Council passed a raft of budget bills Thursday, including one that sets the property tax rate under Mayor Nutter's Actual Value Initiative and one that would create a $2-a-pack cigarette tax for the benefit of the struggling school district.
The property tax bill, approved by an 11-5 vote with Councilwoman Marian Tasco absent, sets the tax rate at 1.34 percent of assessed value and allows for a $30,000 homestead exemption for homeowners. That means the owner of a home worth $100,000 would pay taxes on $70,000 and owe $938.
Voting against the bill were Democratic Council members Mark Squilla, Kenyatta Johnson and Bill Green and Republicans Brian J. O'Neill and David Oh. Squilla and Johnson's districts, which include growing neighborhoods bordering Center City, are facing some of the biggest property tax hikes under AVI.
Squilla's bill to allow people appealing their assessments to pay last year's taxes until their appeals are settled also passed. Johnson amended his bill to defer large tax increase for eligible low income homeowners. That legislation is expected to pass next week.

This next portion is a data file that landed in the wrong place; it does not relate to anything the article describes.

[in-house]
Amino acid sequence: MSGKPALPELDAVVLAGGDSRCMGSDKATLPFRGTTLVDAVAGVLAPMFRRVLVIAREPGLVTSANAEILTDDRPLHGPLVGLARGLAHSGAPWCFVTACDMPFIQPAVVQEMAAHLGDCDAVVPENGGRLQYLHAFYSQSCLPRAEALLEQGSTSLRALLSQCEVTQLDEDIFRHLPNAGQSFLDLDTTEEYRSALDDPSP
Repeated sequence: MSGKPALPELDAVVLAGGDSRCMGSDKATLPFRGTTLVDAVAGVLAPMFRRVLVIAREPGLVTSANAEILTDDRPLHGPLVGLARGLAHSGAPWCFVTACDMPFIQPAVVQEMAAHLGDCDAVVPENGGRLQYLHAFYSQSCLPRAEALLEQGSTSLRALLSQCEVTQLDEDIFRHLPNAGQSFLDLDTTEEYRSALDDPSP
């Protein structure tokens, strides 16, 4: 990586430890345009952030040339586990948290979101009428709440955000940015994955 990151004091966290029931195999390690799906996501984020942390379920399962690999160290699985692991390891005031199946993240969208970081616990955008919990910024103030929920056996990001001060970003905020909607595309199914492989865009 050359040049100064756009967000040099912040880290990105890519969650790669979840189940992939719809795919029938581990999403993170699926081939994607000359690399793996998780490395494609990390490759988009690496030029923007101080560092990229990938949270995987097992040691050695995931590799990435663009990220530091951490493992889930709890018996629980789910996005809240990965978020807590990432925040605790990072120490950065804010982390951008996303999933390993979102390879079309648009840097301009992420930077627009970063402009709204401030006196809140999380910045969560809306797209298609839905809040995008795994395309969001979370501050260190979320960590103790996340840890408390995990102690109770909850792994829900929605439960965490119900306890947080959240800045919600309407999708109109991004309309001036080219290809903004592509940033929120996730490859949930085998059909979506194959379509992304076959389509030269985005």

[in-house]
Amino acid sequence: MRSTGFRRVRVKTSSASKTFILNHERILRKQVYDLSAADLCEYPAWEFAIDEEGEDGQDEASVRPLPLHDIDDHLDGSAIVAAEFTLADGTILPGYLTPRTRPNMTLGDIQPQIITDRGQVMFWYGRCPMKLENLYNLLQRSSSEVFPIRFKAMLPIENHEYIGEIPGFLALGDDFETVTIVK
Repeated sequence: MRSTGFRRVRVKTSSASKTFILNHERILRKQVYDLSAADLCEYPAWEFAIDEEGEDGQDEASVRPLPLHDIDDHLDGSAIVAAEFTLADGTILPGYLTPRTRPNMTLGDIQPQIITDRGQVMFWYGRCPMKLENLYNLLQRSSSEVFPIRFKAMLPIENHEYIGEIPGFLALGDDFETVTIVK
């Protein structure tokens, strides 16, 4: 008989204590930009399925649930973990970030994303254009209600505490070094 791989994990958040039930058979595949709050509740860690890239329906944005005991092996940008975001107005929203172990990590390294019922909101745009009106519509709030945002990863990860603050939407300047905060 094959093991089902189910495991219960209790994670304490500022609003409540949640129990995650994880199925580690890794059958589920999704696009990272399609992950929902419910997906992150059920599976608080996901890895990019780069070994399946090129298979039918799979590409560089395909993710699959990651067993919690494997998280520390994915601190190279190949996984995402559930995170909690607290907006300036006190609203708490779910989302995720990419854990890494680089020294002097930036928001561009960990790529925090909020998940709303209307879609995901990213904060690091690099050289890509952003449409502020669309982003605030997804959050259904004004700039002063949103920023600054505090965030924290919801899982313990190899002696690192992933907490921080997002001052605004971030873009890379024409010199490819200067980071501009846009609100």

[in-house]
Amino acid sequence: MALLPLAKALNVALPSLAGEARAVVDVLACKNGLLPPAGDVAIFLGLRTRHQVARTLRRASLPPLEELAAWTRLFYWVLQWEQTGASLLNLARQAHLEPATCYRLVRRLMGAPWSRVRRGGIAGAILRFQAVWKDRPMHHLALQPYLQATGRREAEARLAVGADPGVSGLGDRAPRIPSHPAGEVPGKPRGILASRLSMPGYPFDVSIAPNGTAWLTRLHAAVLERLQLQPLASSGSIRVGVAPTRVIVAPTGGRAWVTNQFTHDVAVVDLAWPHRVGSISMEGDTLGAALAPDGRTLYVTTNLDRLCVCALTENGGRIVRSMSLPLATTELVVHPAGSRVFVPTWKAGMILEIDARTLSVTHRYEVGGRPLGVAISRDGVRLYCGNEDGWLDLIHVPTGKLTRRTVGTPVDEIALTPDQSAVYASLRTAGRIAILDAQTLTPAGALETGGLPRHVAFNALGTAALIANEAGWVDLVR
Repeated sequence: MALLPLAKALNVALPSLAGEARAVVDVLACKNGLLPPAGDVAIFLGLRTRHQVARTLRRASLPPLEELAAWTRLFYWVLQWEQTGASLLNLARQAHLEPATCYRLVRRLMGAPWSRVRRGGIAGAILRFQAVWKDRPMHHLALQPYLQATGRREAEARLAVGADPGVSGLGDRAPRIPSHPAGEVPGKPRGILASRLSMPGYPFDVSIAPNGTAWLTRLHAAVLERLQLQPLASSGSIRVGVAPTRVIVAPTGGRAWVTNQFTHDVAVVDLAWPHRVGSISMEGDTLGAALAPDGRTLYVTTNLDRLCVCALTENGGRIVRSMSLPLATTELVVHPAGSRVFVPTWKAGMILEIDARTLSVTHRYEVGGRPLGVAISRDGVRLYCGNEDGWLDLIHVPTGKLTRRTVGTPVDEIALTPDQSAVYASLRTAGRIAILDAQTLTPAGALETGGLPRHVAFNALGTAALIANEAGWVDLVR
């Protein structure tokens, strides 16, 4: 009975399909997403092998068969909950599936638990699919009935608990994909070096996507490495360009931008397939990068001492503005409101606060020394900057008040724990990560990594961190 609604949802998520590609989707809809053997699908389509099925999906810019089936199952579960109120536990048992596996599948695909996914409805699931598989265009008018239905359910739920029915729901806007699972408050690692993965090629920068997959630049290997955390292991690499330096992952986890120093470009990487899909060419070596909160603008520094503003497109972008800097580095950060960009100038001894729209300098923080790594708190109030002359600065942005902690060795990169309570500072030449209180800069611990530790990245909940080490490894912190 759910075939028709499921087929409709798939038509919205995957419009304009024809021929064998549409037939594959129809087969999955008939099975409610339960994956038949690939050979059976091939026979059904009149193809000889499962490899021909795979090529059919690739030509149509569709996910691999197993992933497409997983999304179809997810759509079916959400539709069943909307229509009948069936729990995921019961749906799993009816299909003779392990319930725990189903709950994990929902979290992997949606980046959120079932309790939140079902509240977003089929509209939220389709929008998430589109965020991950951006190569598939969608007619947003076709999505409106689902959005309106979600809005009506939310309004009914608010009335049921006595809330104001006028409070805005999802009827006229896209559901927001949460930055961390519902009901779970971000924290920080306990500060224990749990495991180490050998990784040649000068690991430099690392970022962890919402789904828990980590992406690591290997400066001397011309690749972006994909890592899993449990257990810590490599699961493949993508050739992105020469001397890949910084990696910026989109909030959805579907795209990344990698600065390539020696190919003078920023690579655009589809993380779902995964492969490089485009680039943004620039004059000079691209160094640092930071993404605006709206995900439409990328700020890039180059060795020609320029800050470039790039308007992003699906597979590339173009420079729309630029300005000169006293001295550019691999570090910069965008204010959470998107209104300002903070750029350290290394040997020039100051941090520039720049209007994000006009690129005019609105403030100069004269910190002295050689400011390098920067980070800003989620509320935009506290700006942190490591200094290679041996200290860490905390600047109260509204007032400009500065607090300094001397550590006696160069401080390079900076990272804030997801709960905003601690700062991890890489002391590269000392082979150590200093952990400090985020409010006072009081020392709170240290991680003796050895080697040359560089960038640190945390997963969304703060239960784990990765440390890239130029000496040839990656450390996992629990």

Council also amended a bill to provide so-called gentrification tax relief to longtime homeowners living in rapidly growing neighborhoods. The amendment would "means test" the relief, meaning only homeowners who need the help can take advantage of the program.
State approval for means-testing is required. A bill to give that approval, sponsored by state Rep. Michael H. O'Brien (D., Philadelphia), passed the state House this week and is awaiting action in the Senate.
The bill to create a cigarette tax, part of Mayor Nutter's plan to raise $95 million to fill the $304 million shortfall in the School District of Philadelphia's budget, also requires state approval. Winning that permission could be difficult in the Republican-controlled state legislature.
Council also passed a bill to cut the wage tax slightly over the next two years – the Nutter administration had pushed for a bill committing to five years worth of cuts.
Councilwoman Maria Quiñones Sánchez did not call for a vote Thursday on her bill, which would increase the use and occupancy tax to raise $30 million for the schools. If the bill gets enough support, Sánchez could call for a vote next week, at Council's last meeting before the scheduled summer recess.